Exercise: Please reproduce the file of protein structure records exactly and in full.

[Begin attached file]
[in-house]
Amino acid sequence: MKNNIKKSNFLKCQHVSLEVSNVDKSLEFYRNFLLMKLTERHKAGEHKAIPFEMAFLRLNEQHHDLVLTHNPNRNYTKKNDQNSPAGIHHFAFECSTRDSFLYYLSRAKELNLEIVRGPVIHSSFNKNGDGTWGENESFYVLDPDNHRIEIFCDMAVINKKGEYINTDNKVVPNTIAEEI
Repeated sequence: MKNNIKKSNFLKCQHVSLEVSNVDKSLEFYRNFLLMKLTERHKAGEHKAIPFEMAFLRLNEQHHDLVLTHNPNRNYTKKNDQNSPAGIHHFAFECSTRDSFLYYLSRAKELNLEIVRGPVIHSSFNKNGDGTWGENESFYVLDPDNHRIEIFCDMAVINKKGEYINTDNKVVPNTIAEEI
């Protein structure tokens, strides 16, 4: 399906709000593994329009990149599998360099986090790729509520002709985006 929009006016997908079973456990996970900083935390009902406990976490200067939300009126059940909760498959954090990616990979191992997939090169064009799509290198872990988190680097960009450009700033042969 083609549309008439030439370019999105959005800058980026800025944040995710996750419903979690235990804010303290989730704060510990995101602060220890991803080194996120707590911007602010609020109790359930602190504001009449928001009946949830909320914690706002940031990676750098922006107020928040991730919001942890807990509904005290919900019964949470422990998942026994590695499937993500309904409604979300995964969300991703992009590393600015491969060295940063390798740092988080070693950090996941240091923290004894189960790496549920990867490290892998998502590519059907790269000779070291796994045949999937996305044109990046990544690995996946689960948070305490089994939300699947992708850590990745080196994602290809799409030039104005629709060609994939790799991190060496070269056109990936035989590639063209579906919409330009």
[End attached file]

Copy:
[in-house]
Amino acid sequence: MKNNIKKSNFLKCQHVSLEVSNVDKSLEFYRNFLLMKLTERHKAGEHKAIPFEMAFLRLNEQHHDLVLTHNPNRNYTKKNDQNSPAGIHHFAFECSTRDSFLYYLSRAKELNLEIVRGPVIHSSFNKNGDGTWGENESFYVLDPDNHRIEIFCDMAVINKKGEYINTDNKVVPNTIAEEI
Repeated sequence: MKNNIKKSNFLKCQHVSLEVSNVDKSLEFYRNFLLMKLTERHKAGEHKAIPFEMAFLRLNEQHHDLVLTHNPNRNYTKKNDQNSPAGIHHFAFECSTRDSFLYYLSRAKELNLEIVRGPVIHSSFNKNGDGTWGENESFYVLDPDNHRIEIFCDMAVINKKGEYINTDNKVVPNTIAEEI
């Protein structure tokens, strides 16, 4: 399906709000593994329009990149599998360099986090790729509520002709985006 929009006016997908079973456990996970900083935390009902406990976490200067939300009126059940909760498959954090990616990979191992997939090169064009799509290198872990988190680097960009450009700033042969 083609549309008439030439370019999105959005800058980026800025944040995710996750419903979690235990804010303290989730704060510990995101602060220890991803080194996120707590911007602010609020109790359930602190504001009449928001009946949830909320914690706002940031990676750098922006107020928040991730919001942890807990509904005290919900019964949470422990998942026994590695499937993500309904409604979300995964969300991703992009590393600015491969060295940063390798740092988080070693950090996941240091923290004894189960790496549920990867490290892998998502590519059907790269000779070291796994045949999937996305044109990046990544690995996946689960948070305490089994939300699947992708850590990745080196994602290809799409030039104005629709060609994939790799991190060496070269056109990936035989590639063209579906919409330009």